Tiffany Haddish has spoken out for the first time since she and Aries Spears were accused of “intentional infliction of emotional distress, gross negligence, sexual battery, sexual harassment, and sexual abuse of a minor”.
In a lawsuit filed at the Los Angeles Superior Court on 30 August, a 22-year-old woman with the pseudonym Jane Doe alleged that the two comedians forced her and her 15-year-old brother –pseudonym John Doe – separately to perform inappropriate acts on camera when they were both minors.
In an Instagram post shared Monday (5 September), Haddish wrote a message to fans, reading: “I know people have a bunch of questions. I get it. I’m right there with you.
“Unfortunately, because there’s an ongoing legal case, there’s very little that I can say right now,” she continued.
Following the lawsuit, the two comedians faced a wave of criticism for an old comedy sketch entitled, “Through a Pedophile’s Eyes”, which was apparently posted on the website Funny or Die.
“Clearly, while this sketch was intended to be comedic, it wasn’t funny at all – and I deeply regret having agreed to act in it,” Haddish added.
A representative for Funny or Die told The Daily Beast in a statement that they “found this video absolutely disgusting and would never produce such content”.
“We were not involved with the conceptualisation, development, funding, or production of this video. It was uploaded to the site as user-generated content and was removed in 2018 immediately after becoming aware of its existence.”
According to the complaint, Spears played a paedophile in the video, which included scenes of him massaging oil onto John’s back, among other sexually suggestive acts. The lawsuit claimed that after the shoot ended, “[John] called his mother crying, saying he did not want to film anymore”.
The report indicates that at the time, Jane was 14 years old and John was seven.
Elsewhere in the suit, Jane claimed Haddish recruited her to film a commercial after she attended a comedy camp where Haddish was a guest speaker.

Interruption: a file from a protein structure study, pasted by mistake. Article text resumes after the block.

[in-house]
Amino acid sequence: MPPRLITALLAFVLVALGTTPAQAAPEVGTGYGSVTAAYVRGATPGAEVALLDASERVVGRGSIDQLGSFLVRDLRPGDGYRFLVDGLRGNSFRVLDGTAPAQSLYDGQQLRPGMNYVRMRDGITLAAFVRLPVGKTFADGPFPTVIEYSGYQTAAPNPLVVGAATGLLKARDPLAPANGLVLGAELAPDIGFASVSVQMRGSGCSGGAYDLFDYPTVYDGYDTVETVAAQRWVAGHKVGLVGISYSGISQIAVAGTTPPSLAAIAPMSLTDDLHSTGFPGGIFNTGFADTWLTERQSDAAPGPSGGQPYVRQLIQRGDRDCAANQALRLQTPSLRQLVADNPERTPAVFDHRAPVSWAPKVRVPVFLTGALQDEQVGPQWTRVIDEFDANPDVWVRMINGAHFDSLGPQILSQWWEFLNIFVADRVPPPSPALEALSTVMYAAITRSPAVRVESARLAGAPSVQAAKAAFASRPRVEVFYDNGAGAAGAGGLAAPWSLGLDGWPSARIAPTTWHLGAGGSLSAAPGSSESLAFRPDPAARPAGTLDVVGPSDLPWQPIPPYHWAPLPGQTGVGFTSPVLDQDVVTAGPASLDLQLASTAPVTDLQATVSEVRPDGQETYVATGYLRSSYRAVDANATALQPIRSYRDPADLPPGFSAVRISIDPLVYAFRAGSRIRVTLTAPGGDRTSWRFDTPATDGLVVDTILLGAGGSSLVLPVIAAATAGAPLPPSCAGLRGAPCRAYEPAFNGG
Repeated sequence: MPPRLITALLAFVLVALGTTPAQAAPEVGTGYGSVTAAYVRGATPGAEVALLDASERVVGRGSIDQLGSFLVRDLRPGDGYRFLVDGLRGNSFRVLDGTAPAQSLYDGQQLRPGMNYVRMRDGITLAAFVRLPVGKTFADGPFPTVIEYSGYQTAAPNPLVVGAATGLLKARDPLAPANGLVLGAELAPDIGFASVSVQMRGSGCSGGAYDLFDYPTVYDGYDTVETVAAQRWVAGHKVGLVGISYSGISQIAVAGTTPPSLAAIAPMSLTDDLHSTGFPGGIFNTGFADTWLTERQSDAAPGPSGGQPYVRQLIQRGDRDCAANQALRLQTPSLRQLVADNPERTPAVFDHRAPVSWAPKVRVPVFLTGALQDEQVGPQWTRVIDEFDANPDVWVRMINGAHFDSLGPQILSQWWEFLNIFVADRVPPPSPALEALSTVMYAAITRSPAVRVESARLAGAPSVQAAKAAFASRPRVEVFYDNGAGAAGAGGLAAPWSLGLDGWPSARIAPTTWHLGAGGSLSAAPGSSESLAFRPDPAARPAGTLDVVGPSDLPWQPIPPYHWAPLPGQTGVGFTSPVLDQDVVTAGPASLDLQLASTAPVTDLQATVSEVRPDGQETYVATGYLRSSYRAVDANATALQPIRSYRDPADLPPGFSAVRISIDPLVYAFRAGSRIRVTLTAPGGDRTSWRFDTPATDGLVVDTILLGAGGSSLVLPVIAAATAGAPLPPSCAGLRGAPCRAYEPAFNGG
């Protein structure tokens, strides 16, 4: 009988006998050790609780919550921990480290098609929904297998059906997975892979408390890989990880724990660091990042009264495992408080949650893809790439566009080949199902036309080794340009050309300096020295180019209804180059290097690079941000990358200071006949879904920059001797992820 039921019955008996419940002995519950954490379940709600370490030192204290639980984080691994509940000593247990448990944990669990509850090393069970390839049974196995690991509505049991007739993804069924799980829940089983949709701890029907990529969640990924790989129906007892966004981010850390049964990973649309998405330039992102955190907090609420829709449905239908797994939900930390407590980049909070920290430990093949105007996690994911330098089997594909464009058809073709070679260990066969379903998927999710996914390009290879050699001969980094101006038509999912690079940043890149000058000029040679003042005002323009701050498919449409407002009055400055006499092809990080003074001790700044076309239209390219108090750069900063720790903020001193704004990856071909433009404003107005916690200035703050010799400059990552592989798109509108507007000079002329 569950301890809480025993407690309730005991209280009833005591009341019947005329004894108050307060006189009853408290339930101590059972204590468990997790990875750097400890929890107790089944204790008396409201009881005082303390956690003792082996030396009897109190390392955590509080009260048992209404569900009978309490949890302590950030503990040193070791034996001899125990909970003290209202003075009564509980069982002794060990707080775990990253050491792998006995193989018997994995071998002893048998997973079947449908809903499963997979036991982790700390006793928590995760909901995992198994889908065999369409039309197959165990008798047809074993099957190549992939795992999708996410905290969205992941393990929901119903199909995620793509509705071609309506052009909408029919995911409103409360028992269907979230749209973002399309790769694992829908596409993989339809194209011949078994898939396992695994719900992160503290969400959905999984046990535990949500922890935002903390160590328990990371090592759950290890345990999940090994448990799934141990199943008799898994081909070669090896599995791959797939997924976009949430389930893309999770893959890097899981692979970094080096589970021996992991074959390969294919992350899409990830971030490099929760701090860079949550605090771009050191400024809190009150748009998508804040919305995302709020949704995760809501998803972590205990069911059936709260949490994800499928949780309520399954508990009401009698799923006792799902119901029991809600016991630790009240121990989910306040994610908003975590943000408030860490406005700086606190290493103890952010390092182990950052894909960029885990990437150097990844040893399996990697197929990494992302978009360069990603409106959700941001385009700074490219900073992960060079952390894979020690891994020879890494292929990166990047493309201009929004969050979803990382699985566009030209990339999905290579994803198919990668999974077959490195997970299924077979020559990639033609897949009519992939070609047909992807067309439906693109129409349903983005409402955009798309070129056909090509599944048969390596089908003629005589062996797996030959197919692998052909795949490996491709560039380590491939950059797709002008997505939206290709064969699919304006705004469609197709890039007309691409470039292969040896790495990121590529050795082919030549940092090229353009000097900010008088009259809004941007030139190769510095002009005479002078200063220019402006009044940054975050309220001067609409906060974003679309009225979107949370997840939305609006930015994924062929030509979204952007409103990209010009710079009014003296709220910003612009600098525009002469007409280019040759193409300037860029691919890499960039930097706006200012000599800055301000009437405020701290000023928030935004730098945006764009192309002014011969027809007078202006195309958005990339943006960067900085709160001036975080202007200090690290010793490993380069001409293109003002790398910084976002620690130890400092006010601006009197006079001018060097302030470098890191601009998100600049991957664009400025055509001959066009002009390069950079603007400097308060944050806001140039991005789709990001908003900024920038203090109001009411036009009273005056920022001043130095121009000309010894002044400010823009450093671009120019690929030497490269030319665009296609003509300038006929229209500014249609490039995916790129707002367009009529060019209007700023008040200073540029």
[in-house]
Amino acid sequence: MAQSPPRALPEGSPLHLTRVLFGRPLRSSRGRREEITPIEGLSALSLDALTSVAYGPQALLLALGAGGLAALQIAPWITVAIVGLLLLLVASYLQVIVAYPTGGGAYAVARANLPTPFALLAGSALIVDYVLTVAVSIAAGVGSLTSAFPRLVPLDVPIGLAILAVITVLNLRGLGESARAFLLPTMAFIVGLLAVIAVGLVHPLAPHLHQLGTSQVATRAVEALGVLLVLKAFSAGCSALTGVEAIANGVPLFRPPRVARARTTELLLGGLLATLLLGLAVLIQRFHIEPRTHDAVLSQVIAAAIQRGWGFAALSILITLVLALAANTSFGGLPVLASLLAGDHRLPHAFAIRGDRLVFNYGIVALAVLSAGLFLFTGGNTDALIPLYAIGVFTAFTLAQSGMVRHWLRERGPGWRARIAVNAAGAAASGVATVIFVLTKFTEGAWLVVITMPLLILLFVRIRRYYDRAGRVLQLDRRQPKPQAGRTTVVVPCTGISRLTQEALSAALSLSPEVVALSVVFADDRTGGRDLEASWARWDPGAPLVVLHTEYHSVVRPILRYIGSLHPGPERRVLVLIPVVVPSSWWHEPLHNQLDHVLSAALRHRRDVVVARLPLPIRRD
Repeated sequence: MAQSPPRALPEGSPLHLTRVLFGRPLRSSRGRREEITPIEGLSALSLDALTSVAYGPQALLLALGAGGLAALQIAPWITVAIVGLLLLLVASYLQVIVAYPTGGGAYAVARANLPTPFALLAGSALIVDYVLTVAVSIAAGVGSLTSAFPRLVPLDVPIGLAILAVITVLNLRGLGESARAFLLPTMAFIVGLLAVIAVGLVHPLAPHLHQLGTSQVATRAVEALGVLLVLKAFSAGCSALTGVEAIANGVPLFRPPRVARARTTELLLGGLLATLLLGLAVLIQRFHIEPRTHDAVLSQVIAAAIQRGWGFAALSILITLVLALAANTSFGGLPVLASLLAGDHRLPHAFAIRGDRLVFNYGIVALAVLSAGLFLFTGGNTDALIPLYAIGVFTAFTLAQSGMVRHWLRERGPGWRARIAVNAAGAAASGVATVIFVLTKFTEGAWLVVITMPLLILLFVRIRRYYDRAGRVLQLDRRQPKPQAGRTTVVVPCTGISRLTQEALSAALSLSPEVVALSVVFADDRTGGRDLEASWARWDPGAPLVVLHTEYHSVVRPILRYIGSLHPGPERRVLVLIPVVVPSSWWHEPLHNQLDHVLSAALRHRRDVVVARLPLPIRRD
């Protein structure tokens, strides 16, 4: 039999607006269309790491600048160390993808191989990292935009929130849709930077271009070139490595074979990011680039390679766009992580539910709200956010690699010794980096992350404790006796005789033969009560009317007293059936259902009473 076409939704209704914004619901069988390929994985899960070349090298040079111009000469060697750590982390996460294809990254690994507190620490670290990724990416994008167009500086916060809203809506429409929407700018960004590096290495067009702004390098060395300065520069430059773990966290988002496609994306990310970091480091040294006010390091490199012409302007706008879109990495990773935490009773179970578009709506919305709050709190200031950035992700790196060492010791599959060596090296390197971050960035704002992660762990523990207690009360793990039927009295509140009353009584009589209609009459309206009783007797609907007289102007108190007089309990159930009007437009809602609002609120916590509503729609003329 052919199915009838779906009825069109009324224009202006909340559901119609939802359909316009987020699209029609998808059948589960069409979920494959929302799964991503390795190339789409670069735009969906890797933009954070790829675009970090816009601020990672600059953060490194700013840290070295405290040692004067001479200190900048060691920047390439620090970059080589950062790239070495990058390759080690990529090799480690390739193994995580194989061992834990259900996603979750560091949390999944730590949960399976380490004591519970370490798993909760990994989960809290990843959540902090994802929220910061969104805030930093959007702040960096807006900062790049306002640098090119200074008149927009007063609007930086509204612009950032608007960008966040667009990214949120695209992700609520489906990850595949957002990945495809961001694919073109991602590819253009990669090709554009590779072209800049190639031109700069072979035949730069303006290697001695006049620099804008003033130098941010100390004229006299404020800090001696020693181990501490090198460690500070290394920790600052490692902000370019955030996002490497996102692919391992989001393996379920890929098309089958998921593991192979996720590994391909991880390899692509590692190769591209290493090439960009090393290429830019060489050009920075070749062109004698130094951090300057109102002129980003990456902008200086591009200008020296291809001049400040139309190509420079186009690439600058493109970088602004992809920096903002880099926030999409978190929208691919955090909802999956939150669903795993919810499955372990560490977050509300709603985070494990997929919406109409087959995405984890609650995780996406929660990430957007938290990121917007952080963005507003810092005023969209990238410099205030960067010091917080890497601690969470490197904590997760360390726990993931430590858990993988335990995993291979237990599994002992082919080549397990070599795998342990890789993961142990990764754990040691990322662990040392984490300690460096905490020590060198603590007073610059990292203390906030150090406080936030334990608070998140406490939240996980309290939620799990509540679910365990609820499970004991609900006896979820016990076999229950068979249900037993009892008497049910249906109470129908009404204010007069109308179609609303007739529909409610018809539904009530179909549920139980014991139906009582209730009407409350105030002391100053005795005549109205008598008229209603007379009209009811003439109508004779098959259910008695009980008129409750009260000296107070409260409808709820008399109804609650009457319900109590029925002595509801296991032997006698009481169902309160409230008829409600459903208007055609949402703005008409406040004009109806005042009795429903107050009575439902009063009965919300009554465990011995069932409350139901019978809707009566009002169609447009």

According to the legal documents, Haddish and Spears allegedly had Jane watch a video in which a man and woman shared a sandwich in “a manner that simulated the act of fellatio” while “moaning and making sexual noises”.
Spears then allegedly told Jane “to mimic what she had seen on the screen, including the noises precisely like what she heard throughout the video”.
The complaint said Jane recalled feeling “nervous and disgusted” at that time, adding that “Haddish verbally explained what was expected of Plaintiff Jane Doe and then showed Plaintiff Jane Doe how to give fellatio, including movements, noises, moaning, and groaning”.
Representatives for Haddish and Spears denied the allegations in separate statements on 1 September.
Haddish’s attorney Andrew Brettler said in a statement that the plaintiff’s mother “has been trying to assert these bogus claims against Haddish for several years”.
Spears’ attorney Debra Opri added that her client “isn’t going to fall for any shakedown”.
If you’re worried about a child, even if you’re unsure, you can contact professional counsellors at the NSPCC for help, advice and support by emailing firstname.lastname@example.org or calling 0808 800 5000. For those 18 or under, Childline offers free, confidential advice and support whatever your worry, whenever you need help. Call 0800 1111 or Contact Childline.